The work of dismantling racism is hard. Very hard. It evokes resentment, denial, anger, fear, and pain. And yet, we must do it. As we dive into this work, we must realize, it is always easy to talk about racism and oppression in general, but it is exceedingly harder to create real, tangible change. As Dr. Martin Luther King, Jr. stated in his speech, The Other America, "It is much easier to integrate a lunch counter than it is to guarantee a livable income and a good solid job. It's much easier to guarantee the right to vote than it is to guarantee the right to live in sanitary, decent housing conditions. It is much easier to integrate a public park than it is to make genuine, quality, integrated education a reality." Generalities are easy; specifics are hard. It is hard, but it is not impossible. We are a people of faith, hope, and determination.
Some have argued that this is not the right time to engage this work. That we are stretched thin as we face the realities of COVID-19, a recession, and other exhausting events in our lives. I again look to Dr. King in addressing this sentiment. In his Letter from a Birmingham Jail, he states, "'Wait' has almost always meant 'Never.' We must come to see, with one of our distinguished jurists, that 'justice too long delayed is justice denied.'" To demand that those suffering injustices be patient and wait is itself a manifestation of privilege. If you literally cannot breathe, you cannot wait patiently for air. The time, beloved, is now.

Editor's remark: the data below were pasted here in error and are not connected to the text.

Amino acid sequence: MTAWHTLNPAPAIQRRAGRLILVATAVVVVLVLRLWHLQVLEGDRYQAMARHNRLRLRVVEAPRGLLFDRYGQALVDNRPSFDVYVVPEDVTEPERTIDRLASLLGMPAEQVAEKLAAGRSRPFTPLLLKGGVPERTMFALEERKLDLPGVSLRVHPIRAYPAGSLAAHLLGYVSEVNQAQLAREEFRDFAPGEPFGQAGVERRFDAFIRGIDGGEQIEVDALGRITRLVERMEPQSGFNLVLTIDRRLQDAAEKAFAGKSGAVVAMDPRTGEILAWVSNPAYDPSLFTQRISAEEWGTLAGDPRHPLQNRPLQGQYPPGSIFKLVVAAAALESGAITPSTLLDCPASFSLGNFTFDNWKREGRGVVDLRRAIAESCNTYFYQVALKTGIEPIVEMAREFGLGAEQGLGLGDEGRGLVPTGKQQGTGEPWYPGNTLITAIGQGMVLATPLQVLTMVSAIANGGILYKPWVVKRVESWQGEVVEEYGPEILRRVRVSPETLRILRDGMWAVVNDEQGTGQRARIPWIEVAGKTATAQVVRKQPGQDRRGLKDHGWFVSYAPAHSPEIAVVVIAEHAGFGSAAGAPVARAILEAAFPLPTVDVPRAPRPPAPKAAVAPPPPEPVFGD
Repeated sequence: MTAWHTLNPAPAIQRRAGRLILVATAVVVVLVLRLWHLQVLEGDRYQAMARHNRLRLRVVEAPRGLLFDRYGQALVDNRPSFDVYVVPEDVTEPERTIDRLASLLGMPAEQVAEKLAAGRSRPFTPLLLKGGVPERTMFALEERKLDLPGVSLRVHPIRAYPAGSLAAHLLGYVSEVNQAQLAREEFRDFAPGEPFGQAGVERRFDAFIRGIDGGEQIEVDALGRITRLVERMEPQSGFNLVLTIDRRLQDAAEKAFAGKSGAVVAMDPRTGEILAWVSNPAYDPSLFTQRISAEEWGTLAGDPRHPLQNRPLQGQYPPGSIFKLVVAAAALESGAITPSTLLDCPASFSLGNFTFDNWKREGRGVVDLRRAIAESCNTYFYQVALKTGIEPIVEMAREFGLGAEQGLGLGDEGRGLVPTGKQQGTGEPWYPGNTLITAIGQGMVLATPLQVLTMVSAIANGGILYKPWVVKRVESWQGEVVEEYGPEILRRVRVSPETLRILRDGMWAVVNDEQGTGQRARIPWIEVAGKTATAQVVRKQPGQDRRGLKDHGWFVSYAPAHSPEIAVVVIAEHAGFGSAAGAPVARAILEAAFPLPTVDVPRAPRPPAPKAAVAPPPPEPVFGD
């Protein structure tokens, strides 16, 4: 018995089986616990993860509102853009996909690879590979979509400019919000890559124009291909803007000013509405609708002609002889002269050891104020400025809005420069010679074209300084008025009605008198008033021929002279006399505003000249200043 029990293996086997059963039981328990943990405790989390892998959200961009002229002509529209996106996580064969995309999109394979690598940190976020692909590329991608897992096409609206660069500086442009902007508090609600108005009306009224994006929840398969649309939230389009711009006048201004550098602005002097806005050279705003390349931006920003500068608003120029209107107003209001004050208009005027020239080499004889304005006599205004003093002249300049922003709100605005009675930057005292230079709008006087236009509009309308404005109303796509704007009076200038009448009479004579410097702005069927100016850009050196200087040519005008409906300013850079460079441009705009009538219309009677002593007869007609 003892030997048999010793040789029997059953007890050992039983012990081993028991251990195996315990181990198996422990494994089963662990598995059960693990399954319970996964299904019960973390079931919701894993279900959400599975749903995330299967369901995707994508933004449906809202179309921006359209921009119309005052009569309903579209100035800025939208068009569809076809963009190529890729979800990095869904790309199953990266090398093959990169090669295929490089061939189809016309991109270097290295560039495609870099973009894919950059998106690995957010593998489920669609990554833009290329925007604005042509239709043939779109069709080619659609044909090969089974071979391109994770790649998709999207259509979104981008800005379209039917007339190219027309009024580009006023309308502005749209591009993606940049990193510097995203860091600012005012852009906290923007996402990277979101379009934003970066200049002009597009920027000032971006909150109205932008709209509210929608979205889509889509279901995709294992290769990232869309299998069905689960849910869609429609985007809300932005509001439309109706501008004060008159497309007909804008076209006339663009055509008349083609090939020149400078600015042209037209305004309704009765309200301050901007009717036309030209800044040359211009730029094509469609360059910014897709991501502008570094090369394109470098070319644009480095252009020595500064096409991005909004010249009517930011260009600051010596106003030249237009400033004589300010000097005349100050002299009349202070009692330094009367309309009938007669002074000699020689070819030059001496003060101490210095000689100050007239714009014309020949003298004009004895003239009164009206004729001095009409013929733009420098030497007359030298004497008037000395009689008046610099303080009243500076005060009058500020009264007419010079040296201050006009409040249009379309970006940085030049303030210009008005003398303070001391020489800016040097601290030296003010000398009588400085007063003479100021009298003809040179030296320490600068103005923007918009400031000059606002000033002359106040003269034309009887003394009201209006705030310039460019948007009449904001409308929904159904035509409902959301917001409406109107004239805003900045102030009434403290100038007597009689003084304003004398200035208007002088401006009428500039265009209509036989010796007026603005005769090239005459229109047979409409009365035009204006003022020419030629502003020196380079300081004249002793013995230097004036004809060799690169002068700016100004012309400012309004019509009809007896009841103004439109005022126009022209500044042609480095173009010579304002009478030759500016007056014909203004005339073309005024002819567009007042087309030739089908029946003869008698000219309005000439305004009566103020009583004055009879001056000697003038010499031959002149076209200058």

It is essential that we keep the doors open for further conversation. I pray for each of you every day. I love you, I seek to serve you, and I recognize that each of us is a sacred child of God. It is my prayer that we will continue to serve Christ together -- all to the glory of God.
Blessings and Peace,
Bishop LaTrelle Easterling